Reforest The Tropics

An applied research program demonstrating climate change mitigation through sustainable farm forestry

The Hotchkiss School Carbon OffsetForest Update

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Hotchkiss School forest site

Hotchkiss School forest site

Captured CO2 in the Hotchkiss School carbon offsett forestTHE HOTCHKISS SCHOOL CARBON-OFFSET FOREST, THE PASTURE WE PLANTED IN JULY, 2007.  In this RTT UNFCCC program, pastures are reforested to capture CO2 for its US sponsors and to earn income for participating farmers.  Each project is a research forest to develop economically sustainable farm forests that meet the needs of emitters and farmers.  This 2½-acre site above was planted in July, 2007 for the Hotchkiss School in Lakeville, CT. The site is shown below after reforestation when the forest was 6.49 years old with 106 MT of CO2e already captured. The chart also shows the participation of the different trees species used in the mixture. Because Hotchkiss was the sponsor of this forest, it has the rights to the CO2 captured in the forest for 25 years to balance its school emissions in the U. S.  We estimate that the forest will capture 20 metric tonnes of CO2 annually on the average during the 25-year agreement RTT signs with the farmer on behalf of the US sponsor.   Another goal in this applied research program is to develop economically sustainable forests that are partially harvested or thinned every 5 years for farmer income and that can store CO2 for over 100 years.  Reforest the Tropics (RTT) is a U. S. non-profit organization that manages this UN environmental education and research & demonstration program.  Photo below, Sept. 17, 2012.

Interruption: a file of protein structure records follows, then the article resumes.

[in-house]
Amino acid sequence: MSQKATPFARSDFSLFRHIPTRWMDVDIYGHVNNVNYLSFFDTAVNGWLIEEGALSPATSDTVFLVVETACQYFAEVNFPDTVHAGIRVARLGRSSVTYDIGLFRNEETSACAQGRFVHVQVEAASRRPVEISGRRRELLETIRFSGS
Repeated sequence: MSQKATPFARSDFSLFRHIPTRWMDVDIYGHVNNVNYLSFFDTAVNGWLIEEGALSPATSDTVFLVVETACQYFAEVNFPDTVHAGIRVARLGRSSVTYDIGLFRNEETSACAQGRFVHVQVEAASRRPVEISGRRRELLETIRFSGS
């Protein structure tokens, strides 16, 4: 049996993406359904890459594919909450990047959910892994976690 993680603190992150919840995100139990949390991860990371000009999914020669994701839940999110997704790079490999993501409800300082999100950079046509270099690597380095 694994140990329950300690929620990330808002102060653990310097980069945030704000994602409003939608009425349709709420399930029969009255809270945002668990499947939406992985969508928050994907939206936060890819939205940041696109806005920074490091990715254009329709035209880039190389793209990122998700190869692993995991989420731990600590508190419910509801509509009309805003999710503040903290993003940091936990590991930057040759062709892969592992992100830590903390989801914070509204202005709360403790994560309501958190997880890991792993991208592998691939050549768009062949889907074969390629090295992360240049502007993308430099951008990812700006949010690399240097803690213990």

Hotchkiss School Forest

Hotchkiss School Forest

In this photo, the forest is 6 years and 2 months old and is presently capturing CO2 at the annual rate of above 28 metric tonnes/year for the account of Hotchkiss.

HOW MUCH CO2 HAS THIS 12-YEAR OLD FOREST CAPTURED?

Fausto in Hotchkiss School forest

Fausto in Hotchkiss School forest

 Measuring trees in RTT School projects provides data on how much CO2 the forest has accumulated for the school’s CO2 emission account.  Here, Fausto measures a Pilon tree. Below, Dr. Barres lectures to an AP Science class last April in Hotchkiss.  There are 4 elements in RTT School projects: an annual CO2 emissions inventory done with students, teaching sessions, teacher training in the forests in Costa Rica and a 2 1/2 –acre school forest to capture CO2 for the school account and to produce logs for the farmer to sell. For more information, contact Dr. Herster Barres, cell 860-912-7706 in Mystic, CT.

Dr. Barres at Hotchkiss School

Dr. Barres at Hotchkiss School

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